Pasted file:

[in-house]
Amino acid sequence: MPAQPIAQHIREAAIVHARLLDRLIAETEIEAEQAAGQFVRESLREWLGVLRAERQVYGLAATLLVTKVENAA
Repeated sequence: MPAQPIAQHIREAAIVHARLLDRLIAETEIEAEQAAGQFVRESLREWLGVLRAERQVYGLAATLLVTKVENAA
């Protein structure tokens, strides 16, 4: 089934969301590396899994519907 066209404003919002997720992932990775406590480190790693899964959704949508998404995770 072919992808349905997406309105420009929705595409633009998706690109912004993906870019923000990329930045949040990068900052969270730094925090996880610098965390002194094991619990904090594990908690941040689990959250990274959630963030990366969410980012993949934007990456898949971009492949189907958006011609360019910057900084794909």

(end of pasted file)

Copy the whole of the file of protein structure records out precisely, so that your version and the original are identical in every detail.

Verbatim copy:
[in-house]
Amino acid sequence: MPAQPIAQHIREAAIVHARLLDRLIAETEIEAEQAAGQFVRESLREWLGVLRAERQVYGLAATLLVTKVENAA
Repeated sequence: MPAQPIAQHIREAAIVHARLLDRLIAETEIEAEQAAGQFVRESLREWLGVLRAERQVYGLAATLLVTKVENAA
């Protein structure tokens, strides 16, 4: 089934969301590396899994519907 066209404003919002997720992932990775406590480190790693899964959704949508998404995770 072919992808349905997406309105420009929705595409633009998706690109912004993906870019923000990329930045949040990068900052969270730094925090996880610098965390002194094991619990904090594990908690941040689990959250990274959630963030990366969410980012993949934007990456898949971009492949189907958006011609360019910057900084794909």